Lack Of Oxygen In Earth’s ‘Boring Oceans’ Hindered Early Evolution Of Life
April Flowers for redOrbit.com – Your Universe Online
An international research group led by biogeochemists at the University of California, Riverside has filled a billion-year gap in our understanding of conditions in the early ocean during a critical time in the history of life on Earth.
There is a general consensus in the scientific community currently that appreciable levels of oxygen first accumulated in the atmosphere around 2.4 to 2.3 billion years ago and that the build-up of oxygen in the ocean may have lagged behind the increase in the atmosphere by well over a billion years. The details of those conditions, however, have been elusive because of the patchiness of the ancient rock record.
Scientists are particularly interested in the period 1.8 to 0.8 billion years ago because it is the essential first chapter in the history of eukaryotes, which are single-celled or multicellular organisms with complex cellular structures compared to prokaryotes“¯such as bacteria. The rise of eurkaryotes was a milestone in the history of all life. That includes animals that first appeared around 0.6 to 0.7 billion years ago.
Despite the rise in oxygen and eukaryotes, the most interesting thing about that billion-year interval is that the first steps forward were small and remarkably unchanging over a very long period. Oxygen levels likely remained low in the atmosphere and oceans, and marine life remained dominated by simple bacteria rather than diverse and large populations of more complex eukaryotes. Scientists call this time the “boring billion” because the chemical and biological conditions in this middle age of Earth history were so static.
However, the extraordinary circumstances required to maintain such biological and chemical stasis for a billion years make the “boring billion” of great interest and worthy of closer study. This was the motivation behind the new study, which included scientists from Caltech, the University of Alberta, the University of Manitoba and the UniversitÃ© de Bretagne Occidentale, among others.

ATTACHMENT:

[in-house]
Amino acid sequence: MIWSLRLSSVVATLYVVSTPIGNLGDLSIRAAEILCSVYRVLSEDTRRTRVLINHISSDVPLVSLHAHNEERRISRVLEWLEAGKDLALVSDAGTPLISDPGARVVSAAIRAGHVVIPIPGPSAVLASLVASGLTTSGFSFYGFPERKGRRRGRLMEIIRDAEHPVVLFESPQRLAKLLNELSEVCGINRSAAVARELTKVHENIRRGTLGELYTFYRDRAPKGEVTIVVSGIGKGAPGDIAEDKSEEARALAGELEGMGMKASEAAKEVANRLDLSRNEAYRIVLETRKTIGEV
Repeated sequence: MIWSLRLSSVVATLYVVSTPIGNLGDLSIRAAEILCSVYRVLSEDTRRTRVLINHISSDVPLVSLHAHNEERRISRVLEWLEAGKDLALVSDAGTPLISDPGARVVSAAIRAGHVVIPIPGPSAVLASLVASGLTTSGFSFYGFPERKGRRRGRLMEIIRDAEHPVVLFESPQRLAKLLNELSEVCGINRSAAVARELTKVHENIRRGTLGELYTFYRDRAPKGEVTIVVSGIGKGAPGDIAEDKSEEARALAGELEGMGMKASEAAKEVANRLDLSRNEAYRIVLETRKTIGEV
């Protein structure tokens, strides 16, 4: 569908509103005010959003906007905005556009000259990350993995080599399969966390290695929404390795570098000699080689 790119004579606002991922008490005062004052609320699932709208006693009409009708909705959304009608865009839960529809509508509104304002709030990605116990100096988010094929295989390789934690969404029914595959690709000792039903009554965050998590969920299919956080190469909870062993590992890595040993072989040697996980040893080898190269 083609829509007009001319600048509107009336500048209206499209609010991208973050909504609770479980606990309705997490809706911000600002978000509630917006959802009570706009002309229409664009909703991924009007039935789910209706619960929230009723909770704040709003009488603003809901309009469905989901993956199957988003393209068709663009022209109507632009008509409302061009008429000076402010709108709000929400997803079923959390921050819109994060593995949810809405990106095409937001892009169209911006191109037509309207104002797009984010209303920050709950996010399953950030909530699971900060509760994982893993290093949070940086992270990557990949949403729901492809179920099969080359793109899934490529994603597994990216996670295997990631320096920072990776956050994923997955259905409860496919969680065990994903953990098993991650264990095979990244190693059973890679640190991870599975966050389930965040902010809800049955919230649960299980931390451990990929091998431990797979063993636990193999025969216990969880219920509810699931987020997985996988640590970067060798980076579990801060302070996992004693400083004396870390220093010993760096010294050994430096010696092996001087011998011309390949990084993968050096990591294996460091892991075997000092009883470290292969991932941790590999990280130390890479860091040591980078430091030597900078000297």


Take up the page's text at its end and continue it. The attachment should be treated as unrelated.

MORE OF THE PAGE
The researchers revealed an ancient ocean that was oxygen-free (anoxic) and iron-rich in the deepest waters and hydrogen sulfide-containing over limited regions around the ocean´s periphery. The team compiled data for metals with very specific and well-known chemical responses to oxygen conditions in the ocean, emphasizing marine sediments from this critical time interval from around the world.
“Oxygen, by contrast, was limited, perhaps at very low levels, to the surface layers of the ocean,” said“¯Christopher T. Reinhard, a former UC Riverside graduate student. “What’s most unique about our study, however, is that by applying numerical techniques to the data, we were able to place estimates, for the first time, on the full global extent of these conditions. Our results suggest that most of the deep ocean was likely anoxic, compared to something much less than 1 percent today.”
“A new modeling approach we took allowed us to build on our past work, which was mostly limited to defining very localized conditions in the ancient ocean,” Reinhard said. “The particular strength of the method lies in its ability to define chemical conditions on the seafloor that have long since been lost to plate tectonic recycling.”
Enrichments of the elements chromium and molybdenum in ancient organic-rich sediment rocks actually track the amount of the metals present in ancient seawater, explained Reinhard, who is currently a postdoctoral fellow at Caltech and soon to be an assistant professor at Georgia Institute of Technology. Most critical to the study, those metal concentrations are fingerprints of global patterns in oceanic chemistry.
Molybdenum is also a bioessential element critical in the biological cycling of nitrogen as well as tracking oxygen levels in the early ocean.
“Molybdenum’s abundance in our ancient rocks is also a direct measure of its availability to early life,” said“¯Timothy W. Lyons, a professor of“¯biogeochemistry“¯at UCR. “Our recent results tell us that poor supplies of molybdenum and their impact on nitrogen availability may have limited the rise of oxygen in the ocean and atmosphere and the proliferation of eukaryotic life. There is more to do, certainly, but this is a very tantalizing new read of a chapter in Earth history that is anything but boring.”
The results of the team´s study appeared online earlier this week in the journal Proceedings of the National Academy of Sciences.